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U.S. News

After Long Exile, Conference Back in a Changed U.S.

July 23, 2012

As the 19th International AIDS Conference opens in Washington, observers note how vastly different the circumstances are compared to 1990, when the IAC met in San Francisco -- its last visit to America for more than 20 years.

With no treatment for AIDS and an HIV diagnosis equating to a death sentence, the outlook for the disease "was about as bad as it could be," said Dr. Paul Volberding, who chaired that meeting and directs the University of California-San Francisco (UCSF) AIDS Research Institute.

"In the late 1980s, things were very grim," said Dr. Diane Havlir, co-chair of this year's IAC and chief of the UCSF Division of HIV/AIDS at San Francisco General Hospital. "We had a new disease, we had no treatment, we didn't understand transmission. It was a disease of great suffering."

"Today, a diagnosis of HIV forever changes your life," Havlir said. "But the prospects for a healthy life are much greater than they were a long time ago."

Indeed, so much progress has been made that experts worry that the public and policymakers no longer take HIV/AIDS as seriously as they once did. Observers do not expect any IAC developments as exciting as the 1990s arrival of antiretroviral drugs; rather, much of the conference will focus on how to get those drugs to more people in need. Still, a pre-conference meeting explored progress toward a cure for AIDS, which would have been unthinkable 20 years ago.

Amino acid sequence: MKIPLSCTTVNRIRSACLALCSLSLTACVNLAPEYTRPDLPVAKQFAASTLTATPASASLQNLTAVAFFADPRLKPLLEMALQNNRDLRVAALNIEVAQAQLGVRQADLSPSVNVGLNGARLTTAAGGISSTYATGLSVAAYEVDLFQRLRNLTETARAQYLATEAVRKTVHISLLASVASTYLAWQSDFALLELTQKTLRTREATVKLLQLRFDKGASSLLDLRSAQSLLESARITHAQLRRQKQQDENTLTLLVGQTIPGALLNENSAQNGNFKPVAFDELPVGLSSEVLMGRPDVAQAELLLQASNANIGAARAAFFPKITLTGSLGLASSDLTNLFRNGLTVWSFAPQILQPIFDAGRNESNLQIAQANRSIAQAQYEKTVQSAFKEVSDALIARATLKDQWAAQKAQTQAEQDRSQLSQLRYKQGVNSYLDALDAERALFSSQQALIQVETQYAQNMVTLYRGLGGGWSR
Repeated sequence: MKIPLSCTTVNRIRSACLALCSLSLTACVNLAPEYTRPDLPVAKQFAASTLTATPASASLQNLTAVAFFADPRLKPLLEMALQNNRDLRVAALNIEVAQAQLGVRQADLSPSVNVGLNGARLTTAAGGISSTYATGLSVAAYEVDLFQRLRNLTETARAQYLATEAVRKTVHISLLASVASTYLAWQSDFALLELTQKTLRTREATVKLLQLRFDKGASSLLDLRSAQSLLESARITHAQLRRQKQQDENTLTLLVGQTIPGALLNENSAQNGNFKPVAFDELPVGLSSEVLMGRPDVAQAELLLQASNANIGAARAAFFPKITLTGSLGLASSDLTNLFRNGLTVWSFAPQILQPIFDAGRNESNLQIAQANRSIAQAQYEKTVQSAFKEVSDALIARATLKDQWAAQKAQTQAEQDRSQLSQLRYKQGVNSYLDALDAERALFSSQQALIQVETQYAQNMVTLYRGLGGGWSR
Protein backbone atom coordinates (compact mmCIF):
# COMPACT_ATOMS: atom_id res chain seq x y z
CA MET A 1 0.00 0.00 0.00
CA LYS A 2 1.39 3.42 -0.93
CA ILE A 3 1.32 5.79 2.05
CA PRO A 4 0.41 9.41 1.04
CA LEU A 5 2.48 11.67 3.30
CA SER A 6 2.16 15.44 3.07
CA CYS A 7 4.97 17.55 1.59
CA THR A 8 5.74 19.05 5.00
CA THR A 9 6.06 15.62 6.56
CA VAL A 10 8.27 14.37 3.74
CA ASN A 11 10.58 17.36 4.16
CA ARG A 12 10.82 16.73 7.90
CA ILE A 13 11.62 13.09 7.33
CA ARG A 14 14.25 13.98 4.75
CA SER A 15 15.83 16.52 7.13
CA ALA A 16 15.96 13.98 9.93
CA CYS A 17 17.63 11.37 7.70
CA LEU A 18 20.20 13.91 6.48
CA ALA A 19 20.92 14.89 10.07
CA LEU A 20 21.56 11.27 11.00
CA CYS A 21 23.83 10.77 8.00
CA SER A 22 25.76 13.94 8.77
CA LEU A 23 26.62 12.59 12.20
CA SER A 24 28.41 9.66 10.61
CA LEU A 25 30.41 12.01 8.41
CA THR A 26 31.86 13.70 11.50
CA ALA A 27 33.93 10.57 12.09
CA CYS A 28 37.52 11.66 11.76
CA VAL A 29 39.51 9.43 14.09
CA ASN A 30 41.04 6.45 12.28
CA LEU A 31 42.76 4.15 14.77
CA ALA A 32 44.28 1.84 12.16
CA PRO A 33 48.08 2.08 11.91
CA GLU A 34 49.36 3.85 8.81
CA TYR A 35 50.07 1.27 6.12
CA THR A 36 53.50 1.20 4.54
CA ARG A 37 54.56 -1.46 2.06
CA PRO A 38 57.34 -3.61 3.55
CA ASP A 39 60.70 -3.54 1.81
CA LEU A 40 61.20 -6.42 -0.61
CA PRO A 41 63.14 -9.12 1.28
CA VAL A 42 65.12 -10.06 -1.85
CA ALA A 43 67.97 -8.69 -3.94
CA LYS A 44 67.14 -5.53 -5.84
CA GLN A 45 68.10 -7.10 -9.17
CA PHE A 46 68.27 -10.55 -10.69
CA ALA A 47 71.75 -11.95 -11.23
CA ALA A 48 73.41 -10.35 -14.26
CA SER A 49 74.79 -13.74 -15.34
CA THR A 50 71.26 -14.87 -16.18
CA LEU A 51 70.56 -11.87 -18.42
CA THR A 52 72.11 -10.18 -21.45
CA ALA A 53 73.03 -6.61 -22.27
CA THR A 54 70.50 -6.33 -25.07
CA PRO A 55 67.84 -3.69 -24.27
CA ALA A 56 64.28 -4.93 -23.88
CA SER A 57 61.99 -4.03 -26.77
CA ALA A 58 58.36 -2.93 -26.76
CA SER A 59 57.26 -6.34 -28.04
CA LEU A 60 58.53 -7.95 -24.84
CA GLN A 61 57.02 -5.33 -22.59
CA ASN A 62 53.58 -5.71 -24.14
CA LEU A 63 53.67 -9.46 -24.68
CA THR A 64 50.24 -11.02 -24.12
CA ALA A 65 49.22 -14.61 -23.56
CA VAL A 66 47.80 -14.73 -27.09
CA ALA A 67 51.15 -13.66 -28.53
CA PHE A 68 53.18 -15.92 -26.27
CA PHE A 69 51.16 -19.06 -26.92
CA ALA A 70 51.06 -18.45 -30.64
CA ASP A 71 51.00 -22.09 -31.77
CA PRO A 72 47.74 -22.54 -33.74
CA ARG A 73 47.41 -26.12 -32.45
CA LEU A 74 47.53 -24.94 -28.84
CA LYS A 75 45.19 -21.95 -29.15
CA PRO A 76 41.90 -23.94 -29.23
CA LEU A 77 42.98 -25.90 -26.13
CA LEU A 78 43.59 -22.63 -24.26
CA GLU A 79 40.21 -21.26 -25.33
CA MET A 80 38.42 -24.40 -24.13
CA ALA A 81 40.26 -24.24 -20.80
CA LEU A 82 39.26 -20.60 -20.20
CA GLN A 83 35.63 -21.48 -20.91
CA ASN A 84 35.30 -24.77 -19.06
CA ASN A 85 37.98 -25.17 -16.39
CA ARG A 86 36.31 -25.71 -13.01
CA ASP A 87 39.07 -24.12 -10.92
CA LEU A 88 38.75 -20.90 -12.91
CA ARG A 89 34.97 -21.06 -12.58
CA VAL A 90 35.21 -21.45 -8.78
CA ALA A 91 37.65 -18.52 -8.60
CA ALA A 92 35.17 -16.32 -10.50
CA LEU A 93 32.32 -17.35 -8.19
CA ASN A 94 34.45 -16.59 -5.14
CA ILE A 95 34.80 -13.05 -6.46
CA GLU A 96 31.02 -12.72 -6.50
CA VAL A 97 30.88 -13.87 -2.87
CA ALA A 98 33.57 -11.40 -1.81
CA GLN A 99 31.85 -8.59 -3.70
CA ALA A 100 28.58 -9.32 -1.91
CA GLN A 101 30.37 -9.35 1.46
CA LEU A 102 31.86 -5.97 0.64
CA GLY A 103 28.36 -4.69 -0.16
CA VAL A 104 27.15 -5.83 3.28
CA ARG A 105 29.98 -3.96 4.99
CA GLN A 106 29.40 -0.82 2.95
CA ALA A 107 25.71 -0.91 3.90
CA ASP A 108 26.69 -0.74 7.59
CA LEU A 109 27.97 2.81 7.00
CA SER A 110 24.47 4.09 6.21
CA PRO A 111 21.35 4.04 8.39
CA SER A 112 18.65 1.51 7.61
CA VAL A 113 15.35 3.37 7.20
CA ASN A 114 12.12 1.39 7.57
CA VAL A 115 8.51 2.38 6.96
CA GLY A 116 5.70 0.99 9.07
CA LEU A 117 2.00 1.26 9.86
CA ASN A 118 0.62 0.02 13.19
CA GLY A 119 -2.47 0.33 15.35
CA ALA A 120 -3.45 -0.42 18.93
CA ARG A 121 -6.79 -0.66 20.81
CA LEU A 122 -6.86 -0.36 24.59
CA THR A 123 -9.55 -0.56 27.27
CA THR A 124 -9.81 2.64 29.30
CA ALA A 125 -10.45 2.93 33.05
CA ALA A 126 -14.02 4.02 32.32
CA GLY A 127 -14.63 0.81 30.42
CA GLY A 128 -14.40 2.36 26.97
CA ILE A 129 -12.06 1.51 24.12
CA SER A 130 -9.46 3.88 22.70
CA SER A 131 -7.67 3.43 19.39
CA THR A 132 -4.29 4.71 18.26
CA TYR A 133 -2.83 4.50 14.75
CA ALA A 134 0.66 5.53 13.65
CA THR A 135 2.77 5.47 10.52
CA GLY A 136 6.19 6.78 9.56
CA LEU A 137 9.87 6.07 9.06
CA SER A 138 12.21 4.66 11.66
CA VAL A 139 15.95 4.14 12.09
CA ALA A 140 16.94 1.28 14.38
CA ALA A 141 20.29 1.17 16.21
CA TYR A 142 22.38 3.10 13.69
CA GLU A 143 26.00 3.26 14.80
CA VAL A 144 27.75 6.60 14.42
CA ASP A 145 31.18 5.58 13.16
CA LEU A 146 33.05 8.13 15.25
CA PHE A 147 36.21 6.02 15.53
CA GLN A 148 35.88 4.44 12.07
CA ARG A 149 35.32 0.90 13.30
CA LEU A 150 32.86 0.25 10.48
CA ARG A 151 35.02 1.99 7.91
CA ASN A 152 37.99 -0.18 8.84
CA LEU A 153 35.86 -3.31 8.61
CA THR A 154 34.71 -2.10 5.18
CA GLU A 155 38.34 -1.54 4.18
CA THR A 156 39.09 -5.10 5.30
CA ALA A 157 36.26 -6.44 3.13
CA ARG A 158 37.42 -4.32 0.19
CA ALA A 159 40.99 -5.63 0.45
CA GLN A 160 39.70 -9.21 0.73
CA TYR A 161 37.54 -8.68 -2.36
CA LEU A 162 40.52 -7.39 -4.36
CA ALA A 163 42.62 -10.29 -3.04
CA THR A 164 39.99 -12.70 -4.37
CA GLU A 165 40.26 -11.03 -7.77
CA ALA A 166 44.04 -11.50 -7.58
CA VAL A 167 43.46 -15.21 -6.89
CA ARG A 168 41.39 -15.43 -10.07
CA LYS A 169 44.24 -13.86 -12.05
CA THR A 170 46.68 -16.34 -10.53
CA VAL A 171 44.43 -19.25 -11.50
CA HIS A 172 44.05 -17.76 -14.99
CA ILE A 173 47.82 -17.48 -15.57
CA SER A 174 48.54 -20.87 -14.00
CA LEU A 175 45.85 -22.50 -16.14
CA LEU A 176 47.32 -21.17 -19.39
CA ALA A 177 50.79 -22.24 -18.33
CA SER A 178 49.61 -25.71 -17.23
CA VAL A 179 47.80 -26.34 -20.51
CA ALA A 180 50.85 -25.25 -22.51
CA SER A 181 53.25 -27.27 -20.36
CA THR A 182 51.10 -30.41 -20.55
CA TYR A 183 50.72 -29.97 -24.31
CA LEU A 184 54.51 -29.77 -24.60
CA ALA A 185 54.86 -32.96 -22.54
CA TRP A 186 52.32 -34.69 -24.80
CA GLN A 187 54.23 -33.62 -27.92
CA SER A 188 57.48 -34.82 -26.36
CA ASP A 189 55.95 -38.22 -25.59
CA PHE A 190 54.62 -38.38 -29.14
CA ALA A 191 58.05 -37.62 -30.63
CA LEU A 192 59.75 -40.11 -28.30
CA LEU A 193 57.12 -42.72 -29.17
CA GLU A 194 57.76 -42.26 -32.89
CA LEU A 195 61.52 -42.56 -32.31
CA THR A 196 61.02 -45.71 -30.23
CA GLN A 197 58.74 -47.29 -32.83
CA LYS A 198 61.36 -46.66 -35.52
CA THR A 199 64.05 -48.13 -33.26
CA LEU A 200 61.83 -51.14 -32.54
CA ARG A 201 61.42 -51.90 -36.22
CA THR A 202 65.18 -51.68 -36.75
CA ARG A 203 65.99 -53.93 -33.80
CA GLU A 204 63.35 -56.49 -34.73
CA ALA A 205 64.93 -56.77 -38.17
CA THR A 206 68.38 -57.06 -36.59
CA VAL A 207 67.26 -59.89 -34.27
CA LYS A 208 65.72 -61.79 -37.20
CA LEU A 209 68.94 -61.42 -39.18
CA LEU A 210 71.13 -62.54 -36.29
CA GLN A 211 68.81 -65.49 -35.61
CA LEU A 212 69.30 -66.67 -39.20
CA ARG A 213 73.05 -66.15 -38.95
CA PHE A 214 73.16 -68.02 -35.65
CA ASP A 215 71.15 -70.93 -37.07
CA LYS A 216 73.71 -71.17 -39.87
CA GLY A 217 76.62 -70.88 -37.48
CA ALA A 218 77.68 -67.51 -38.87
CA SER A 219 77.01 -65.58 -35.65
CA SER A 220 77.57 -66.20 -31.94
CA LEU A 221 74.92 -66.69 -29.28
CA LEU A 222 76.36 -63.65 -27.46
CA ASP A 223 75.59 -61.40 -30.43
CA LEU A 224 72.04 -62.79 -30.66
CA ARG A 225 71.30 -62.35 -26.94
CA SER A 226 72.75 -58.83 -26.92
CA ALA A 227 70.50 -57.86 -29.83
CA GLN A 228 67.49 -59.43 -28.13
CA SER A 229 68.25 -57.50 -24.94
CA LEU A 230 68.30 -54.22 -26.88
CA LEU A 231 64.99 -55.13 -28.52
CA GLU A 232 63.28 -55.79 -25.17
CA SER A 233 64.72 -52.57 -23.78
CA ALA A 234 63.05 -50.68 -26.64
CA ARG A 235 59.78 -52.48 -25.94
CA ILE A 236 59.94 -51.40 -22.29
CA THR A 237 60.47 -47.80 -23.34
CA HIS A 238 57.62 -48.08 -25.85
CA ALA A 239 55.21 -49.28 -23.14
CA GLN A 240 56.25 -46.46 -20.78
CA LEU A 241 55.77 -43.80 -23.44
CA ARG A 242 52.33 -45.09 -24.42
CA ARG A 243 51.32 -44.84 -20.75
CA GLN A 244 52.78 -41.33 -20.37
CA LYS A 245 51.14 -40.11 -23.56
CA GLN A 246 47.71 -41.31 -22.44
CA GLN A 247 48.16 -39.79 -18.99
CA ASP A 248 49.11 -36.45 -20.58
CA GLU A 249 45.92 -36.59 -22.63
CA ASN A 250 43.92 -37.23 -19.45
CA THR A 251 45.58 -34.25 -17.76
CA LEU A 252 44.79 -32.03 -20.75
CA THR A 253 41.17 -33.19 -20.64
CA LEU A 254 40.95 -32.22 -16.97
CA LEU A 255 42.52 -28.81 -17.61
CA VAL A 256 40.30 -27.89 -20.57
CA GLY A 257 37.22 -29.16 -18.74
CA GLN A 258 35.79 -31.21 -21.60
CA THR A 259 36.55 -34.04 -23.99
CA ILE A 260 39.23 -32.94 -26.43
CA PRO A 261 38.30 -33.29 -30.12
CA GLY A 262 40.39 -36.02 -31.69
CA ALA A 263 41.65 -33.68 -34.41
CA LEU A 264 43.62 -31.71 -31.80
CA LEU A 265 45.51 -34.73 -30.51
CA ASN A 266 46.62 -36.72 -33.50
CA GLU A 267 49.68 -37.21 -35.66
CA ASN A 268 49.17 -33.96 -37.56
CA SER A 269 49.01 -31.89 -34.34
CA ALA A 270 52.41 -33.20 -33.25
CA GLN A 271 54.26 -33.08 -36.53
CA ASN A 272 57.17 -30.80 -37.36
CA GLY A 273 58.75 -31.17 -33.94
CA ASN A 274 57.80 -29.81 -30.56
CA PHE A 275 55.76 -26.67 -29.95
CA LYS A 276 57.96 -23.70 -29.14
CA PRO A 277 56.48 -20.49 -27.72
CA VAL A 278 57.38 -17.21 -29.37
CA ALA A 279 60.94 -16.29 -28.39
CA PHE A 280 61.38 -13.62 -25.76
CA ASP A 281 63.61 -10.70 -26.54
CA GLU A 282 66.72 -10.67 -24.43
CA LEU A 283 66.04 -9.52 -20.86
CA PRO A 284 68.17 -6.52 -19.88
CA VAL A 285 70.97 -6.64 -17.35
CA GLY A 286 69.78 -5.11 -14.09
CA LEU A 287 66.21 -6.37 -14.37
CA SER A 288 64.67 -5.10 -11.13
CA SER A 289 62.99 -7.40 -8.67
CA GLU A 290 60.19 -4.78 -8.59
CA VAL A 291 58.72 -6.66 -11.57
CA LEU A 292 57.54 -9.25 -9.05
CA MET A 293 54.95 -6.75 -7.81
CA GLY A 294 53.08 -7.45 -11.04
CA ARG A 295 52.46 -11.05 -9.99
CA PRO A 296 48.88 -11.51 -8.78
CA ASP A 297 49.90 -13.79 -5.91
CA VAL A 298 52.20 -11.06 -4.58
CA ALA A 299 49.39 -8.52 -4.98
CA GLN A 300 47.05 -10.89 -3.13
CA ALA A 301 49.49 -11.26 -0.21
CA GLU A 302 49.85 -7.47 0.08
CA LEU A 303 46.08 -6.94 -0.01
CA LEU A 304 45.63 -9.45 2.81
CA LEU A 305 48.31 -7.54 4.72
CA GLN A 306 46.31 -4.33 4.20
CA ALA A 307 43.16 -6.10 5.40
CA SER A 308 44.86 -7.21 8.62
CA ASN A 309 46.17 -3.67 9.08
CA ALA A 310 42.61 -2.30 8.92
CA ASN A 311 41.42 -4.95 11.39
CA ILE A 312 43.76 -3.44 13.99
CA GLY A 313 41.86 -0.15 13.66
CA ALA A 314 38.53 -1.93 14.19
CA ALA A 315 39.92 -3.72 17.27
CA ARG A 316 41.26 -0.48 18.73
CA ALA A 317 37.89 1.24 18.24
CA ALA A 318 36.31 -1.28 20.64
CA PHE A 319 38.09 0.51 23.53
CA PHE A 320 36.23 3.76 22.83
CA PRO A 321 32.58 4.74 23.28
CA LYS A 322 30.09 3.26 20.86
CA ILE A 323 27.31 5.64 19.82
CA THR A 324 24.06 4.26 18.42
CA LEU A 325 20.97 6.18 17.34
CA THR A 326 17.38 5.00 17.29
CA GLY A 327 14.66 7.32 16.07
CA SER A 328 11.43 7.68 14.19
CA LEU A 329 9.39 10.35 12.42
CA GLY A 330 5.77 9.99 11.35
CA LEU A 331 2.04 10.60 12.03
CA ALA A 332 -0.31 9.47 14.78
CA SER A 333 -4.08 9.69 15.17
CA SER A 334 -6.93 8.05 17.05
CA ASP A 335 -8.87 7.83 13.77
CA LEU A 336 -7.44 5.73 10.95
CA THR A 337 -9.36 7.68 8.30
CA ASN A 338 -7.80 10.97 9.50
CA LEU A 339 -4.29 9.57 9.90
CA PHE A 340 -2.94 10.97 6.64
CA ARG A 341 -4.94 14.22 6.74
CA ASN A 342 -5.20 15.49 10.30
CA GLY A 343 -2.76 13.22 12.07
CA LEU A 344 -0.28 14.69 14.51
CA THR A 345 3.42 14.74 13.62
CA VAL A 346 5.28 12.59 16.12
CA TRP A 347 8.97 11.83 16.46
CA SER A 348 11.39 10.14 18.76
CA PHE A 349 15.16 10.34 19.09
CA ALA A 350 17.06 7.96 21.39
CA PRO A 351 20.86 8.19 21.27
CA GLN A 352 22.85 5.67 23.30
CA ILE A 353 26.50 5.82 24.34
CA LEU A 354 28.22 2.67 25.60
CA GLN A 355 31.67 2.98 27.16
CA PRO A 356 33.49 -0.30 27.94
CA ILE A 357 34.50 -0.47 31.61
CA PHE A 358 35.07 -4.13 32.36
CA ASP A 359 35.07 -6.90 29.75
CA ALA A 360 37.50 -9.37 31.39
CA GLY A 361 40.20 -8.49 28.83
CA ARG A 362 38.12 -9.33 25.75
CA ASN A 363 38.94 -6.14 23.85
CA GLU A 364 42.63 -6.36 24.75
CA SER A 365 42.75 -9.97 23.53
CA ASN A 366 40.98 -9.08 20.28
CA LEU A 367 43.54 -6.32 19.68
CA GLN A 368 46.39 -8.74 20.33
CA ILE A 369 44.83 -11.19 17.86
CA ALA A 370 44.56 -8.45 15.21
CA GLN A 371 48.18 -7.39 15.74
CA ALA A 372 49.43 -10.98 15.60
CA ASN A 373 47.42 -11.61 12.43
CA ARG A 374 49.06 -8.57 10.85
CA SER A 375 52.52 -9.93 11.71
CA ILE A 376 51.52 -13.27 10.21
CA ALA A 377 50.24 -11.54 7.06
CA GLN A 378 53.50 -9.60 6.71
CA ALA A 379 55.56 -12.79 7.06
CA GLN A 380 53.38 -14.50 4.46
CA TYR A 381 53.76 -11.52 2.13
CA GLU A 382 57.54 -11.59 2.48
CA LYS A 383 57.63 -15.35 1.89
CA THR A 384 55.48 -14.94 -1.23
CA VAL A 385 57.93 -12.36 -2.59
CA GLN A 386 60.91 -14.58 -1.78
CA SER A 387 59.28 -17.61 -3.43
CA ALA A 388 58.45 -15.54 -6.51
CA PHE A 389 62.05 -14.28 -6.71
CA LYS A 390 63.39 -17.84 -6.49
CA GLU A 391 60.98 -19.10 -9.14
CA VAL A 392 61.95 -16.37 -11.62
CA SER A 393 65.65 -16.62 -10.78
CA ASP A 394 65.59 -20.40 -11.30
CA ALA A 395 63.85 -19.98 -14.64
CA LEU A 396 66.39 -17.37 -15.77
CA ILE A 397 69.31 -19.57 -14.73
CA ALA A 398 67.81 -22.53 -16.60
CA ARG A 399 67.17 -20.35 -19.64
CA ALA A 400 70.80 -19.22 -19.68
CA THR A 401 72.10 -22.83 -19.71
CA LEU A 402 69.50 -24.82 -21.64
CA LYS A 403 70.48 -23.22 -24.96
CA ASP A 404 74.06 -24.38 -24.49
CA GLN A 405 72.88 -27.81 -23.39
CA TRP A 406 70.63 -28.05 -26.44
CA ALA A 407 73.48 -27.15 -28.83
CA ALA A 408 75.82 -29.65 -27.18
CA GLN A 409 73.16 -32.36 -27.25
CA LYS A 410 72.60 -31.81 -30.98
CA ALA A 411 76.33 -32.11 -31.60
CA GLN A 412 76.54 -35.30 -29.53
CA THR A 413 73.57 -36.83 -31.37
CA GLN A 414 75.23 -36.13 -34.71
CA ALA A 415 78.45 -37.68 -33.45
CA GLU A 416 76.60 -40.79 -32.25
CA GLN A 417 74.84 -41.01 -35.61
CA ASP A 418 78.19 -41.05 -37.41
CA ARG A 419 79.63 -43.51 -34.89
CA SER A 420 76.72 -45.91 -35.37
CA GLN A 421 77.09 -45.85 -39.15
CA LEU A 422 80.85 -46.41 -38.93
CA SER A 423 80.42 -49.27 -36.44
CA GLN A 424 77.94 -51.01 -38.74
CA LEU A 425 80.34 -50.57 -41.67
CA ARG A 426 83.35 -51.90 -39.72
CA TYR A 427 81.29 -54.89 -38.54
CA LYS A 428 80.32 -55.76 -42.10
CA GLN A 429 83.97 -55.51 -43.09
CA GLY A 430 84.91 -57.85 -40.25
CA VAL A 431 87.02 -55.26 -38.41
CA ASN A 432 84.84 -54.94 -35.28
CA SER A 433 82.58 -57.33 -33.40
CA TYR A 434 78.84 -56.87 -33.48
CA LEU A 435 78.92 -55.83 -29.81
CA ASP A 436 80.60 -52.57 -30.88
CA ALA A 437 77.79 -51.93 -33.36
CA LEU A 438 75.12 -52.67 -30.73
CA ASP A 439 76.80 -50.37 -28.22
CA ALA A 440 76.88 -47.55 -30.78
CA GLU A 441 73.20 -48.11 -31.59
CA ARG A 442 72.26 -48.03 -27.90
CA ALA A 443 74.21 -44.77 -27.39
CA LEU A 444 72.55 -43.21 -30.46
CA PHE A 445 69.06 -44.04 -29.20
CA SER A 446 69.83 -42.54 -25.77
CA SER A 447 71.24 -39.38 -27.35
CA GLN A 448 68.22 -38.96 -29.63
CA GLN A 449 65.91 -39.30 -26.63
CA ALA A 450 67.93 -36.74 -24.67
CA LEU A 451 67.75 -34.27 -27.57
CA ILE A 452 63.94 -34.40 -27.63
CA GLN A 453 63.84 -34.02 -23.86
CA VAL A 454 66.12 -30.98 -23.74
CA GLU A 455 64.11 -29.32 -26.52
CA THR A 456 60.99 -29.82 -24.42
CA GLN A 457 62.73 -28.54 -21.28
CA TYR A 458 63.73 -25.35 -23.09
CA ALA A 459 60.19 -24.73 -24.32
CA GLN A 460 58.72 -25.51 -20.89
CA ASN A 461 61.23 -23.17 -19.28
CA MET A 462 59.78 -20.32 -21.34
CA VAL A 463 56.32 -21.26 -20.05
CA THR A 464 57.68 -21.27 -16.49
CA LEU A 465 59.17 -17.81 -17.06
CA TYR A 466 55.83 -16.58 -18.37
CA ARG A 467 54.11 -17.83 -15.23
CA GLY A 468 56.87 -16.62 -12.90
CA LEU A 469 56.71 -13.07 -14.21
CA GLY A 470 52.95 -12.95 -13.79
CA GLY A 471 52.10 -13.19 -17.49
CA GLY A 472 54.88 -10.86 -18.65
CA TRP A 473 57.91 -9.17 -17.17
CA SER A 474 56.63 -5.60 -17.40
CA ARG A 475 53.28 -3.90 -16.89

The IAC's 22-year absence from the United States after the 1990 conference was due to the U.S. ban on HIV-positive travelers, which was lifted two years ago.

Back to other news for July 2012

Adapted from:
San Francisco Chronicle
07.20.2012; Erin Allday

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This article was provided by CDC National Prevention Information Network. It is a part of the publication CDC HIV/Hepatitis/STD/TB Prevention News Update.
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Please note: Knowledge about HIV changes rapidly. Note the date of this summary's publication, and before treating patients or employing any therapies described in these materials, verify all information independently. If you are a patient, please consult a doctor or other medical professional before acting on any of the information presented in this summary. For a complete listing of our most recent conference coverage, click here.